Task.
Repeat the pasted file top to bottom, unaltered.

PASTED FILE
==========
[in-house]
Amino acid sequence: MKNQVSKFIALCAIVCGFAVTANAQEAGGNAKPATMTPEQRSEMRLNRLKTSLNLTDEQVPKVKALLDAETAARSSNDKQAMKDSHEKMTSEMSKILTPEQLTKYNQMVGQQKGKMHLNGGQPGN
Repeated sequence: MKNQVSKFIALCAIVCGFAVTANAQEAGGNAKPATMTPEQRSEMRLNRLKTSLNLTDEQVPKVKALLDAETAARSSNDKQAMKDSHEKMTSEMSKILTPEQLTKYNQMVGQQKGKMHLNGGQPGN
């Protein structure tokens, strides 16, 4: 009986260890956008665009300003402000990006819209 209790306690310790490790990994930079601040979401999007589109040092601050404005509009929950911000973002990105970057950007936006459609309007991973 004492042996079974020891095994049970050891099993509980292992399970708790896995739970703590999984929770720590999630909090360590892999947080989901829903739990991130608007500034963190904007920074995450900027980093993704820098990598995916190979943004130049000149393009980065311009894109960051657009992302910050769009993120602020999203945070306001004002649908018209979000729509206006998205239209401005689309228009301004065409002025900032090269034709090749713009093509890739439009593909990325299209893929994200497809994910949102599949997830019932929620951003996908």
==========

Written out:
[in-house]
Amino acid sequence: MKNQVSKFIALCAIVCGFAVTANAQEAGGNAKPATMTPEQRSEMRLNRLKTSLNLTDEQVPKVKALLDAETAARSSNDKQAMKDSHEKMTSEMSKILTPEQLTKYNQMVGQQKGKMHLNGGQPGN
Repeated sequence: MKNQVSKFIALCAIVCGFAVTANAQEAGGNAKPATMTPEQRSEMRLNRLKTSLNLTDEQVPKVKALLDAETAARSSNDKQAMKDSHEKMTSEMSKILTPEQLTKYNQMVGQQKGKMHLNGGQPGN
């Protein structure tokens, strides 16, 4: 009986260890956008665009300003402000990006819209 209790306690310790490790990994930079601040979401999007589109040092601050404005509009929950911000973002990105970057950007936006459609309007991973 004492042996079974020891095994049970050891099993509980292992399970708790896995739970703590999984929770720590999630909090360590892999947080989901829903739990991130608007500034963190904007920074995450900027980093993704820098990598995916190979943004130049000149393009980065311009894109960051657009992302910050769009993120602020999203945070306001004002649908018209979000729509206006998205239209401005689309228009301004065409002025900032090269034709090749713009093509890739439009593909990325299209893929994200497809994910949102599949997830019932929620951003996908």